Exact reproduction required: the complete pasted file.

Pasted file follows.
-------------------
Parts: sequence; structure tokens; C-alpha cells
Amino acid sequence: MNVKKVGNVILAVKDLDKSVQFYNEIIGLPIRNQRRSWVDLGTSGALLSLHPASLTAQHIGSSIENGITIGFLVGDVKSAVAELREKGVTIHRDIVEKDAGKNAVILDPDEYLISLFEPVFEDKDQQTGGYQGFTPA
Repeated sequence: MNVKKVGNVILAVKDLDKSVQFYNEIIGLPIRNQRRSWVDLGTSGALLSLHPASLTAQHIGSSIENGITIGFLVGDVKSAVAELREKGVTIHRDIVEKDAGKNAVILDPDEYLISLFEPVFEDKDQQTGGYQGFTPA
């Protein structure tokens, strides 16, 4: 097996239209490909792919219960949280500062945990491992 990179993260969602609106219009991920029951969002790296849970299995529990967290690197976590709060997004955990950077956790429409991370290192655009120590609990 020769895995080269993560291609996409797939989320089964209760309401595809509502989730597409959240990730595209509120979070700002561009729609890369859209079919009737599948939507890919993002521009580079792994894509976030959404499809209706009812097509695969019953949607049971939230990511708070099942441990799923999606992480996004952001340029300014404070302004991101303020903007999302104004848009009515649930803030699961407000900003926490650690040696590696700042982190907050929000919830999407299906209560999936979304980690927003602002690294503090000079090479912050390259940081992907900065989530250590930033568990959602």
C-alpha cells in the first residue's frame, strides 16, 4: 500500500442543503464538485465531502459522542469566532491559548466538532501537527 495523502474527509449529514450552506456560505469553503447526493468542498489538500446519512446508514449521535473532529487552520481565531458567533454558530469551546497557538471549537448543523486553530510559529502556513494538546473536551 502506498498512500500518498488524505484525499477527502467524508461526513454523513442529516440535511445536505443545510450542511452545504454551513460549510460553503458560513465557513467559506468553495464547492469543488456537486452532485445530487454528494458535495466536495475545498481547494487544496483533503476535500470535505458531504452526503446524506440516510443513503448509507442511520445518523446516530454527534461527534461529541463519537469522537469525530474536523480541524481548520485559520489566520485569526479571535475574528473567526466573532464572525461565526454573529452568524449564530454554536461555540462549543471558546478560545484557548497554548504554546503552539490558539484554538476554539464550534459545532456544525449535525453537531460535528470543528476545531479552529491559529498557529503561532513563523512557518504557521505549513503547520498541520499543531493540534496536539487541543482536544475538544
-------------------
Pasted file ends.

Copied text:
Parts: sequence; structure tokens; C-alpha cells
Amino acid sequence: MNVKKVGNVILAVKDLDKSVQFYNEIIGLPIRNQRRSWVDLGTSGALLSLHPASLTAQHIGSSIENGITIGFLVGDVKSAVAELREKGVTIHRDIVEKDAGKNAVILDPDEYLISLFEPVFEDKDQQTGGYQGFTPA
Repeated sequence: MNVKKVGNVILAVKDLDKSVQFYNEIIGLPIRNQRRSWVDLGTSGALLSLHPASLTAQHIGSSIENGITIGFLVGDVKSAVAELREKGVTIHRDIVEKDAGKNAVILDPDEYLISLFEPVFEDKDQQTGGYQGFTPA
């Protein structure tokens, strides 16, 4: 097996239209490909792919219960949280500062945990491992 990179993260969602609106219009991920029951969002790296849970299995529990967290690197976590709060997004955990950077956790429409991370290192655009120590609990 020769895995080269993560291609996409797939989320089964209760309401595809509502989730597409959240990730595209509120979070700002561009729609890369859209079919009737599948939507890919993002521009580079792994894509976030959404499809209706009812097509695969019953949607049971939230990511708070099942441990799923999606992480996004952001340029300014404070302004991101303020903007999302104004848009009515649930803030699961407000900003926490650690040696590696700042982190907050929000919830999407299906209560999936979304980690927003602002690294503090000079090479912050390259940081992907900065989530250590930033568990959602």
C-alpha cells in the first residue's frame, strides 16, 4: 500500500442543503464538485465531502459522542469566532491559548466538532501537527 495523502474527509449529514450552506456560505469553503447526493468542498489538500446519512446508514449521535473532529487552520481565531458567533454558530469551546497557538471549537448543523486553530510559529502556513494538546473536551 502506498498512500500518498488524505484525499477527502467524508461526513454523513442529516440535511445536505443545510450542511452545504454551513460549510460553503458560513465557513467559506468553495464547492469543488456537486452532485445530487454528494458535495466536495475545498481547494487544496483533503476535500470535505458531504452526503446524506440516510443513503448509507442511520445518523446516530454527534461527534461529541463519537469522537469525530474536523480541524481548520485559520489566520485569526479571535475574528473567526466573532464572525461565526454573529452568524449564530454554536461555540462549543471558546478560545484557548497554548504554546503552539490558539484554538476554539464550534459545532456544525449535525453537531460535528470543528476545531479552529491559529498557529503561532513563523512557518504557521505549513503547520498541520499543531493540534496536539487541543482536544475538544